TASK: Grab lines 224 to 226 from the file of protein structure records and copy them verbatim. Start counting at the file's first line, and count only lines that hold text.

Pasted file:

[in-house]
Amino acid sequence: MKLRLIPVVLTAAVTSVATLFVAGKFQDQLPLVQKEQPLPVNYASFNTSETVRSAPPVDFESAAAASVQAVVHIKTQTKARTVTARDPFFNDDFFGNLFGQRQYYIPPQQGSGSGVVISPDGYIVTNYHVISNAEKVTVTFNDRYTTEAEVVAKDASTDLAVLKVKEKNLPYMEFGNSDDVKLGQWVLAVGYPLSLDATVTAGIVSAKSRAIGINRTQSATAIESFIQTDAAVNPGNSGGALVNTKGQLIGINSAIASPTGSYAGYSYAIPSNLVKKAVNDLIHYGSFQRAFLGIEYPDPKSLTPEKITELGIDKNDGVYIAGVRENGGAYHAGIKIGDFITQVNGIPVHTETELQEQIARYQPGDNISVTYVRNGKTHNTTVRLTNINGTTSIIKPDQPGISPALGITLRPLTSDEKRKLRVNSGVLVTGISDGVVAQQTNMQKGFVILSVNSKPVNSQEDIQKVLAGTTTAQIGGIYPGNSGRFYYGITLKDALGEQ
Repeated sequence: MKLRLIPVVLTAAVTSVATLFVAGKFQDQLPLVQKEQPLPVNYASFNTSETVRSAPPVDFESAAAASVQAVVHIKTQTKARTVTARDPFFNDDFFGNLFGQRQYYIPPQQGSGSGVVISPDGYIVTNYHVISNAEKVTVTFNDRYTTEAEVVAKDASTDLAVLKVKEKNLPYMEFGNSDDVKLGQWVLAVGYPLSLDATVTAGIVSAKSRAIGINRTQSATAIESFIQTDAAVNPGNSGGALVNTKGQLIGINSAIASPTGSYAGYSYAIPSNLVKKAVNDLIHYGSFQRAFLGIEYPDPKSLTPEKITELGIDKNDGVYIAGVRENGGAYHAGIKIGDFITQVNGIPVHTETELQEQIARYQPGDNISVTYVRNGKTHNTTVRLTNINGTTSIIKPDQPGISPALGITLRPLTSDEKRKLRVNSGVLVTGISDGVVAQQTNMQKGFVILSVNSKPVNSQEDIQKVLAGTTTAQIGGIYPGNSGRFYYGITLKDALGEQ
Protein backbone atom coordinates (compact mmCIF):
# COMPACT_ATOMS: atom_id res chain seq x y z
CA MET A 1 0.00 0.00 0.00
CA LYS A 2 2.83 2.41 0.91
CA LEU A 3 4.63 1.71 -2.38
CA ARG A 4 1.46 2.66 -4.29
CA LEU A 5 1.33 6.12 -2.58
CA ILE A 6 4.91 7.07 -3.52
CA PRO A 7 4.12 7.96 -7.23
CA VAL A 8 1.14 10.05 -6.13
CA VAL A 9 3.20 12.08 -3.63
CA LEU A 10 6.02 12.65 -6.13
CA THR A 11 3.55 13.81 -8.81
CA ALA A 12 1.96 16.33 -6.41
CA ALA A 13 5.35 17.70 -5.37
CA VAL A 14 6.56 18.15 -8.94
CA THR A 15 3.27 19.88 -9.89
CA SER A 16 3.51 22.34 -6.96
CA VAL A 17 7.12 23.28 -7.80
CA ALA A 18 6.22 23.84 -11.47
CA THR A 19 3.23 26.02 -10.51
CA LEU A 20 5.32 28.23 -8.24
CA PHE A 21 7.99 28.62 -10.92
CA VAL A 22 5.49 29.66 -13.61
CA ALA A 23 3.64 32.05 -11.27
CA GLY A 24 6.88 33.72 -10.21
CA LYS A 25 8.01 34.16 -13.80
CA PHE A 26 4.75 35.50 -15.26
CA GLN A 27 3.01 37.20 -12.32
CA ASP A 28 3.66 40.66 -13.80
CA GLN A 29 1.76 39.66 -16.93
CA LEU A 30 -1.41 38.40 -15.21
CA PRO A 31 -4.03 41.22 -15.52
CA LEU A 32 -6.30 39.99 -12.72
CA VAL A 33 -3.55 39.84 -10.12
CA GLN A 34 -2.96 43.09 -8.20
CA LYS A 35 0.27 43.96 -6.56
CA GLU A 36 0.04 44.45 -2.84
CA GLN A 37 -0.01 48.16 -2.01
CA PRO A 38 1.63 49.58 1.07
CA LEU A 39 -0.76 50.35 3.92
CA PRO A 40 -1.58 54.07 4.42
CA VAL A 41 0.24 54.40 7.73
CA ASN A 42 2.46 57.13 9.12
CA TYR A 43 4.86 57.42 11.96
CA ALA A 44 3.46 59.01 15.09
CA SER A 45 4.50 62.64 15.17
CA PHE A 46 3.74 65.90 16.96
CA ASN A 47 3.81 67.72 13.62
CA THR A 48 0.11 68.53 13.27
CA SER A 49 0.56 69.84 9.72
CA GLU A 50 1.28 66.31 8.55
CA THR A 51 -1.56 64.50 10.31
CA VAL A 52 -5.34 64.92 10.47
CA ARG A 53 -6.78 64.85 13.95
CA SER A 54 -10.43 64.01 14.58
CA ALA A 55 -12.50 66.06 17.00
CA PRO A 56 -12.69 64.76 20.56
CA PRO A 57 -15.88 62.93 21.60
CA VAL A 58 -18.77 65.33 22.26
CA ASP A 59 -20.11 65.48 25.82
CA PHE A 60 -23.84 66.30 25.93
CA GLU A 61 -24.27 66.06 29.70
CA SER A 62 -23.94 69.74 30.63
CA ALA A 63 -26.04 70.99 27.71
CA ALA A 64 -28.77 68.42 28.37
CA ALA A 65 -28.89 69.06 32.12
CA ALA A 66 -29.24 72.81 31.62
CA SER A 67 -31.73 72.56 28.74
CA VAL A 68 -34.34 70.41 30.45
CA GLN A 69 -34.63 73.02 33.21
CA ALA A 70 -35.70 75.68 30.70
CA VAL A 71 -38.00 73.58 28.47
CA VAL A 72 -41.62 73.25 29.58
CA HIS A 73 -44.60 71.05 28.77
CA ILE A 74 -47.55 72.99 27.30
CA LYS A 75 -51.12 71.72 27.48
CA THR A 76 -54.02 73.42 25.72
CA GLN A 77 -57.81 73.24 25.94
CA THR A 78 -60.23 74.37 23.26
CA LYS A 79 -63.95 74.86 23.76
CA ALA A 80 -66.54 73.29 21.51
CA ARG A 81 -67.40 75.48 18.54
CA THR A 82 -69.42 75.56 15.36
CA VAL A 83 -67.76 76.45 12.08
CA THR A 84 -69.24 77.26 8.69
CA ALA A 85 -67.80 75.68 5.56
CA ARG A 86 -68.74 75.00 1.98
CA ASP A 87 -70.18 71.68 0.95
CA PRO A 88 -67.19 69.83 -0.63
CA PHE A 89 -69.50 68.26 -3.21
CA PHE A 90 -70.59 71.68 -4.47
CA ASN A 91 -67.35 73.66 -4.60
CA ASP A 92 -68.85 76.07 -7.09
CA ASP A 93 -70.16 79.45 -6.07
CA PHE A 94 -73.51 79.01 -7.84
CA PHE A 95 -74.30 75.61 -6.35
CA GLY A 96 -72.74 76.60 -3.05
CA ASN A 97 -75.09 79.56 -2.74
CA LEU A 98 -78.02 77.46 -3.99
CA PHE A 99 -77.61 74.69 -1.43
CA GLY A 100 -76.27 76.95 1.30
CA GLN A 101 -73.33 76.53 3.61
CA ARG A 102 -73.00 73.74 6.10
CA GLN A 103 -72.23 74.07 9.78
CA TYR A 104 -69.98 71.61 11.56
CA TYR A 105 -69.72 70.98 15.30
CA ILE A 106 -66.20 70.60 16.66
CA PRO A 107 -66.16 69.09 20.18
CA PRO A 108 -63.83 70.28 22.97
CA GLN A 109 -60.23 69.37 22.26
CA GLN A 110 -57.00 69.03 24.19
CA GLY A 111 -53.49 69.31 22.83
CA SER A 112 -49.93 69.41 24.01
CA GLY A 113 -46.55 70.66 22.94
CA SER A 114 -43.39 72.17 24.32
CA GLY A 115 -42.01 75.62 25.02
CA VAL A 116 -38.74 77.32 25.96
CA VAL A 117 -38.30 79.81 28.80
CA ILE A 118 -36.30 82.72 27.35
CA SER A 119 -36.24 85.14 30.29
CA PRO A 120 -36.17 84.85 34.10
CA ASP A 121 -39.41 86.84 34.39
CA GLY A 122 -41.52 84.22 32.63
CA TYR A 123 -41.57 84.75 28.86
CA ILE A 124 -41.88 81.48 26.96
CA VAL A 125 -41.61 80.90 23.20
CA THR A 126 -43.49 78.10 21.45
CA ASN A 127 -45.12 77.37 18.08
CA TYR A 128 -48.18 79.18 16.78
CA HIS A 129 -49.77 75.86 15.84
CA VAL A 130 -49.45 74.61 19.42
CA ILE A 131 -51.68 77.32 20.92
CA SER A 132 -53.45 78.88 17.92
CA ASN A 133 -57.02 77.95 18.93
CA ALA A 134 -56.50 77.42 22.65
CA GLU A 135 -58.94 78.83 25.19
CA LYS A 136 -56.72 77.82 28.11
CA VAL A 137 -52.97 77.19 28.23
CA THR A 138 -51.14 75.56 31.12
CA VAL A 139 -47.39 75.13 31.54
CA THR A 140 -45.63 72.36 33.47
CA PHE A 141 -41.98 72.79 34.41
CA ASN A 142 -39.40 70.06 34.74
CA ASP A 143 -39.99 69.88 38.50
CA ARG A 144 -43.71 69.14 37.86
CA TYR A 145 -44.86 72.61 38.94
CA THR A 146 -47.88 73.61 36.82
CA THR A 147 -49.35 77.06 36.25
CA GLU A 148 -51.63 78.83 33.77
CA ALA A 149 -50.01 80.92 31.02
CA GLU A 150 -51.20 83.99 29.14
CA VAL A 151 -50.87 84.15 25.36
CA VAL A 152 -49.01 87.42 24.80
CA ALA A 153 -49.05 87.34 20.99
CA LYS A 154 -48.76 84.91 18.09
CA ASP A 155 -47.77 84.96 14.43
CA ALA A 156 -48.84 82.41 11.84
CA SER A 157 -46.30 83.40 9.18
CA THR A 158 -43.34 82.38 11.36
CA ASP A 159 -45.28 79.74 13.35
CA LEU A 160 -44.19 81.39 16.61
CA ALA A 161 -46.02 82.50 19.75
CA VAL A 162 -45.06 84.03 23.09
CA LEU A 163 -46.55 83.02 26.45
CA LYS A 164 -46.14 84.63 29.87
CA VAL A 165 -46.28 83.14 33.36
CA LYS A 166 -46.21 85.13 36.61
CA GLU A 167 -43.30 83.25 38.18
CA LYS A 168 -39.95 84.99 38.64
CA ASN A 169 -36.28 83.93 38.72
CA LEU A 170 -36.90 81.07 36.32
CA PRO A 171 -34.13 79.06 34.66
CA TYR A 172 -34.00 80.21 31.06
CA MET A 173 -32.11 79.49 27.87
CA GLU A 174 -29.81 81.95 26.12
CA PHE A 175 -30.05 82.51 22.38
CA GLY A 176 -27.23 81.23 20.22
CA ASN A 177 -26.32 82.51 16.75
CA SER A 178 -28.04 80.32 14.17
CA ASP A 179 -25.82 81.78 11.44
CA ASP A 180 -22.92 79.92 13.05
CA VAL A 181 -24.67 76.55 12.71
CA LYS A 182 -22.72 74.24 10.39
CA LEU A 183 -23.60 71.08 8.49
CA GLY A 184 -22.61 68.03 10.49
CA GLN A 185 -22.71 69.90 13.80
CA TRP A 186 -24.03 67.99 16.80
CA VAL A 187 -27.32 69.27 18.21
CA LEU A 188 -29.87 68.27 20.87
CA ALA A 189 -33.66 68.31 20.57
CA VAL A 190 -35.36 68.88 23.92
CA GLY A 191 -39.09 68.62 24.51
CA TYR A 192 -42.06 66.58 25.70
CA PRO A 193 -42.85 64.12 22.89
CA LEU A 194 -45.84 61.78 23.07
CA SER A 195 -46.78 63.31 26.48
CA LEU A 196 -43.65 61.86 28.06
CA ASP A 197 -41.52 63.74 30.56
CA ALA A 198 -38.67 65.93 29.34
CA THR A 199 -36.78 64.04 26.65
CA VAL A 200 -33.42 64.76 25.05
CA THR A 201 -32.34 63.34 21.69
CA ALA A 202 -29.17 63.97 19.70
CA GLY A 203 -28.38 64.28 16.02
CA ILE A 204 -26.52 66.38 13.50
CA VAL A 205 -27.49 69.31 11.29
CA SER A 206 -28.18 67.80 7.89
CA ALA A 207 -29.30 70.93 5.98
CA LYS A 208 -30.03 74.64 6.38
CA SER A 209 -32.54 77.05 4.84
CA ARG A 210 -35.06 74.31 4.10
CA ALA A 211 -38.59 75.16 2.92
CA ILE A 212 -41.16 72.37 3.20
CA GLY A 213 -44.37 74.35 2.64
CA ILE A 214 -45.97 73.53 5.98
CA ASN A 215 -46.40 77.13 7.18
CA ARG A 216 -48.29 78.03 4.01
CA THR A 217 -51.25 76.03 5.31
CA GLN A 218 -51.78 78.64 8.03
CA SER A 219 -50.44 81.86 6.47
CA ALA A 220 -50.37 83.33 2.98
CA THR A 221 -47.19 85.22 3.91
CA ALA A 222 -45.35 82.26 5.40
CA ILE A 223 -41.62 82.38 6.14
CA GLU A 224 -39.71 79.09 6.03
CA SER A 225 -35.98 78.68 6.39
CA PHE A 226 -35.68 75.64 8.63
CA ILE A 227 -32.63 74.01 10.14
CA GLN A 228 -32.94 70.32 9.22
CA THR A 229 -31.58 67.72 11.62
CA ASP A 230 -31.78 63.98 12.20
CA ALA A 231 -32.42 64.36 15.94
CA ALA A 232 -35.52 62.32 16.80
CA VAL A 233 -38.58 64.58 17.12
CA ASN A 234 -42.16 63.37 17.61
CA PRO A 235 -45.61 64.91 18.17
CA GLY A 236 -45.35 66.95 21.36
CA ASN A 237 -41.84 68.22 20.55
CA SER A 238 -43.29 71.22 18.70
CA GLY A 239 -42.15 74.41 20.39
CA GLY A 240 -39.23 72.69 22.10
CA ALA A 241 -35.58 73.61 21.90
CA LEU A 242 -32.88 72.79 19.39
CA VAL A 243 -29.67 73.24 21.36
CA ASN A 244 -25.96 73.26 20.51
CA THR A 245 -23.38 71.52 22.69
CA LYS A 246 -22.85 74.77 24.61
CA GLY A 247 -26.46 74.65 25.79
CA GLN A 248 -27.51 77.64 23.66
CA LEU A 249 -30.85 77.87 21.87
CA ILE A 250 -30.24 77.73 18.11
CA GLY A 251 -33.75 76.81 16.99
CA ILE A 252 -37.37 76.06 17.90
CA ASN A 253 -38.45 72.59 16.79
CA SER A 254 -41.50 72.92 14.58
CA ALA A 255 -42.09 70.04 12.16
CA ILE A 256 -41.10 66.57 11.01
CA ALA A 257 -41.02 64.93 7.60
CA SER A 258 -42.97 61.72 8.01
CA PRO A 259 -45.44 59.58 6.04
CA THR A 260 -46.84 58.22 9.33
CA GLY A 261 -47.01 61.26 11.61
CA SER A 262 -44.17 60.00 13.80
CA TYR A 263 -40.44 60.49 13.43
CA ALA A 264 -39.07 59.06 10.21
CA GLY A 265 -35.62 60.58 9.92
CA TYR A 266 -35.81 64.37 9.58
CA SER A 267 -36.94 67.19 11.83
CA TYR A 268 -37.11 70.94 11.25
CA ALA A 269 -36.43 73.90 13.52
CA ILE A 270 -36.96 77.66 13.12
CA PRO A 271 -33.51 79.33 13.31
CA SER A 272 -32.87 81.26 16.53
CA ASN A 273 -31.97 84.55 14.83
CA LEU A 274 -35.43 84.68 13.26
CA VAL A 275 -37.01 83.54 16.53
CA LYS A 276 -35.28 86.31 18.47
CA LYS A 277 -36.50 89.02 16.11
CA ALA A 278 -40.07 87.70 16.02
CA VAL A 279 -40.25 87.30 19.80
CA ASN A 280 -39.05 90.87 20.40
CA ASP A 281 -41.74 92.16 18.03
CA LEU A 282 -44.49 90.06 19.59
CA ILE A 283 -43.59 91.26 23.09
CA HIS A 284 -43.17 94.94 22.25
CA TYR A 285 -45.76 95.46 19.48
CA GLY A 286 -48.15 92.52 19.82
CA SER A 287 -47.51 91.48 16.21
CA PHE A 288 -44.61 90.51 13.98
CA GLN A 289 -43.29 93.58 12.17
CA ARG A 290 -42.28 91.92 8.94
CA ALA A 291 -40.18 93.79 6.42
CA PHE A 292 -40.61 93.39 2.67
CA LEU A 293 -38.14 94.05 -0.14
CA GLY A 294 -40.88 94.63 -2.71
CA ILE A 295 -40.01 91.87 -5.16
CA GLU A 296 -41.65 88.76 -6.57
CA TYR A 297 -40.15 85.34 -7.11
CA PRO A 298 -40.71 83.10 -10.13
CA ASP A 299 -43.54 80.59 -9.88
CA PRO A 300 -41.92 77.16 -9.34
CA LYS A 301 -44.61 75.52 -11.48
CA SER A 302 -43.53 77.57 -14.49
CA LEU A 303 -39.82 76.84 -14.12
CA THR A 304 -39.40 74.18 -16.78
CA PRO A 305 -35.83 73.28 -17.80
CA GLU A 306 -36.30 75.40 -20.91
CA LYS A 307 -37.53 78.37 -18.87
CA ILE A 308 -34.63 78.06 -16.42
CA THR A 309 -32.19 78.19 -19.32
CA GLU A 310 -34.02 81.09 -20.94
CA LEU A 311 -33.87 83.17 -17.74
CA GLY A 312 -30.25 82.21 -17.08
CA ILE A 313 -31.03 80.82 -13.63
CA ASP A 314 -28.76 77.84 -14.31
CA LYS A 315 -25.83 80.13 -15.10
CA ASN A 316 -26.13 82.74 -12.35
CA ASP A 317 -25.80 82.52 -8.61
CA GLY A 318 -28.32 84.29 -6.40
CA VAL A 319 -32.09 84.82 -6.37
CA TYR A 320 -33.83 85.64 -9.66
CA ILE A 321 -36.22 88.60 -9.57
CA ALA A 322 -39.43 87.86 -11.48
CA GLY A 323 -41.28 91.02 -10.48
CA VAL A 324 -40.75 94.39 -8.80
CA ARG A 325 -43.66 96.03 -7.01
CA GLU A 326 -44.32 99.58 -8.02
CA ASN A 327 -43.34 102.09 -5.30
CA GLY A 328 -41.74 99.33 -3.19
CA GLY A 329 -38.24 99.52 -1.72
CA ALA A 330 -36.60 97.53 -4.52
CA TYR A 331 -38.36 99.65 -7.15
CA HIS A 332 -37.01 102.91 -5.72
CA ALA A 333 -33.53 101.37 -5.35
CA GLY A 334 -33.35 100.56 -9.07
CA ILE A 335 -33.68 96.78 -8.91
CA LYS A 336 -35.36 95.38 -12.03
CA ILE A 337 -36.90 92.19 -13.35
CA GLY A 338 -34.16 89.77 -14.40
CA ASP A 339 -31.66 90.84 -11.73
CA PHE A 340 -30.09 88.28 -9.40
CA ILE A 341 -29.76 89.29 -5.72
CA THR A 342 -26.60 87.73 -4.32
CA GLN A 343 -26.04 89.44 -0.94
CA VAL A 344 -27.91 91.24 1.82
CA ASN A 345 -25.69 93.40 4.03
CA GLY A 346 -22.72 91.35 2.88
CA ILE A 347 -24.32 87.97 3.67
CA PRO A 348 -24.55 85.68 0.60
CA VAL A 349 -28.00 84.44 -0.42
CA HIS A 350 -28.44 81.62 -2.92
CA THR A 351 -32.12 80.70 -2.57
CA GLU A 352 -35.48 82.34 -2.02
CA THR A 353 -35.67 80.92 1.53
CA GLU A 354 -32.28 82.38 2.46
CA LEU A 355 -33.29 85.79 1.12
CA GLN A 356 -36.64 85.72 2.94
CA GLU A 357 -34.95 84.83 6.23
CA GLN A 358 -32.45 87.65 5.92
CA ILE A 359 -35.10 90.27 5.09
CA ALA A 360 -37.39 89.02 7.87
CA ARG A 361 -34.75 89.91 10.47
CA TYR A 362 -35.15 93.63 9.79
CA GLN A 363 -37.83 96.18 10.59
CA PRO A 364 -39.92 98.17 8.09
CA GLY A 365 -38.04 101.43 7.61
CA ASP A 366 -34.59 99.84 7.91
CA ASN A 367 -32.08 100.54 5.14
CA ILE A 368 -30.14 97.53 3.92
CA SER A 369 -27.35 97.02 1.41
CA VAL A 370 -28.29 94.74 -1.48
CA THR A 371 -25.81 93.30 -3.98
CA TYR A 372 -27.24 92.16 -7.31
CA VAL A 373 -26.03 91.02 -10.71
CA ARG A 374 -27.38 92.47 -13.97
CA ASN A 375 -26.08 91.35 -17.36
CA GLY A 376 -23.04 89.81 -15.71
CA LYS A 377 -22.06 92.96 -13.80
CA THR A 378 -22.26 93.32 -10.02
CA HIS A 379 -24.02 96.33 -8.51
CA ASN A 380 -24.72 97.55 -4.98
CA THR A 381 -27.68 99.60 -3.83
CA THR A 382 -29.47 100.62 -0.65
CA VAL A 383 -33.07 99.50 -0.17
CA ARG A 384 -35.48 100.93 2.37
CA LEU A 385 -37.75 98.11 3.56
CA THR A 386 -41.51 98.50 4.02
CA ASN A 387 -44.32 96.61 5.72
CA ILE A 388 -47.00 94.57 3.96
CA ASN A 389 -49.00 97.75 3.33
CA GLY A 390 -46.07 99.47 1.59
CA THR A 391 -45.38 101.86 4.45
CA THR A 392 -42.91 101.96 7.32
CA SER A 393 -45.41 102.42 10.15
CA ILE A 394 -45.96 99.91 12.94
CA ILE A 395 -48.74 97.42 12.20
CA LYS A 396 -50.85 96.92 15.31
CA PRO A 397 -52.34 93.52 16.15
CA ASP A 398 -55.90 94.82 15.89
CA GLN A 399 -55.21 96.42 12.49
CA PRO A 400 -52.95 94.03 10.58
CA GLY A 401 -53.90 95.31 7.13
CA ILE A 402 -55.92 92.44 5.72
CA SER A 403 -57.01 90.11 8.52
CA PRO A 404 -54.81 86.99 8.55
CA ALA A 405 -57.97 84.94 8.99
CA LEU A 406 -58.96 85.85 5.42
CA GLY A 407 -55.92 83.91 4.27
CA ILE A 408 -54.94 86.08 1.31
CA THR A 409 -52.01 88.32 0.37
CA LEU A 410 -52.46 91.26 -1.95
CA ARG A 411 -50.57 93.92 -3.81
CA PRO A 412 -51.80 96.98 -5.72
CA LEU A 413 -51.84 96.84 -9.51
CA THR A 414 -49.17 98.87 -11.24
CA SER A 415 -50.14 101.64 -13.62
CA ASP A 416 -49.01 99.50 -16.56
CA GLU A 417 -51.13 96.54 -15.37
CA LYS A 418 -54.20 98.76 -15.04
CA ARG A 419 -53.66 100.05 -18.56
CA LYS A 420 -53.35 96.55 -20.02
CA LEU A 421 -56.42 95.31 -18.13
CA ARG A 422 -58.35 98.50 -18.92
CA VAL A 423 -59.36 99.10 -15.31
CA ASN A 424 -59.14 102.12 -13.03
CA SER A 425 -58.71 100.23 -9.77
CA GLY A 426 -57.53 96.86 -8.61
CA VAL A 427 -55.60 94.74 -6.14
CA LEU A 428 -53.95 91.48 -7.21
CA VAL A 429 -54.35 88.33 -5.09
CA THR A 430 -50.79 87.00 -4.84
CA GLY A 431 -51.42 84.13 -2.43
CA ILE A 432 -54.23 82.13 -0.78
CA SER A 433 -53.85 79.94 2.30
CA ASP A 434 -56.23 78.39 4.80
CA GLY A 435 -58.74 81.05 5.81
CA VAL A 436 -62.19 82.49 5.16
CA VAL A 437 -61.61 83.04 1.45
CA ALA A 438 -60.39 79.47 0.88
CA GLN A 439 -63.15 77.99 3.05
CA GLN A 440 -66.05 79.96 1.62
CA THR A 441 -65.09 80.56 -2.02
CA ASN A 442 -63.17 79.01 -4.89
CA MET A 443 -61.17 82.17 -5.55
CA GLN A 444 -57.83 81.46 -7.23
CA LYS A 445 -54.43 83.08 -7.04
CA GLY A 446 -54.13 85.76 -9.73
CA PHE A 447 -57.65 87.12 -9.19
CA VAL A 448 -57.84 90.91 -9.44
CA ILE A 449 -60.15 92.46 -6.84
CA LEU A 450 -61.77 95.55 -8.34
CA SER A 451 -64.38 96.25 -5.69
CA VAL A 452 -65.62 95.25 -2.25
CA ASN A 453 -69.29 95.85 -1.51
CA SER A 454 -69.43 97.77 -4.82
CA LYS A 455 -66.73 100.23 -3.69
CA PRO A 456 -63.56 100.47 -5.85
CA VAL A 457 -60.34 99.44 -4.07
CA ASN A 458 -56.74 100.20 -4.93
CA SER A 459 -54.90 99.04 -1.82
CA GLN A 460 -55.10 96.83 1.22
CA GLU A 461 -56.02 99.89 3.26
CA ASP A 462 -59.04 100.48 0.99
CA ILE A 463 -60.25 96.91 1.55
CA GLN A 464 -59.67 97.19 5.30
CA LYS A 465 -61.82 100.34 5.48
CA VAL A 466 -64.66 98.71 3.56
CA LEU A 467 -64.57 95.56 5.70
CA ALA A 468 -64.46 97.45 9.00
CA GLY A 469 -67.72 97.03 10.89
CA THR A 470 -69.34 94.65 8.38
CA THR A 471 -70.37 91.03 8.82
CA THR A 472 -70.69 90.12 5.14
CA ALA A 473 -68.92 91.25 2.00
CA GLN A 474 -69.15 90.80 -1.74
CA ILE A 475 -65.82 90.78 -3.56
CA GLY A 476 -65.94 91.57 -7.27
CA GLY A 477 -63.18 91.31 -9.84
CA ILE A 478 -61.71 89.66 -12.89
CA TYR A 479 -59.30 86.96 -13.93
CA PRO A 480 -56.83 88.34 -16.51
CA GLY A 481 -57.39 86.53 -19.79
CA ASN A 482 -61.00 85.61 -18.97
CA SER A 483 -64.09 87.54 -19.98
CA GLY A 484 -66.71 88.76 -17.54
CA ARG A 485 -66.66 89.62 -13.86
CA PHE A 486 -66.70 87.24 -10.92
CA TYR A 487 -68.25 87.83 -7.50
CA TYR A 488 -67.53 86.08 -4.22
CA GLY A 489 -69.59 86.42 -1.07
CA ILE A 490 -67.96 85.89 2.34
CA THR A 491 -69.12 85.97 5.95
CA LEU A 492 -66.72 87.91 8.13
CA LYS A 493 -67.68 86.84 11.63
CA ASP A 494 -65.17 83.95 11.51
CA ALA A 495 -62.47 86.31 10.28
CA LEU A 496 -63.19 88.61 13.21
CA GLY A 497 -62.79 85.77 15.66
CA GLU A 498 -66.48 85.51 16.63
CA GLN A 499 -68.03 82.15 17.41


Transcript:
CA SER A 219 -50.44 81.86 6.47
CA ALA A 220 -50.37 83.33 2.98
CA THR A 221 -47.19 85.22 3.91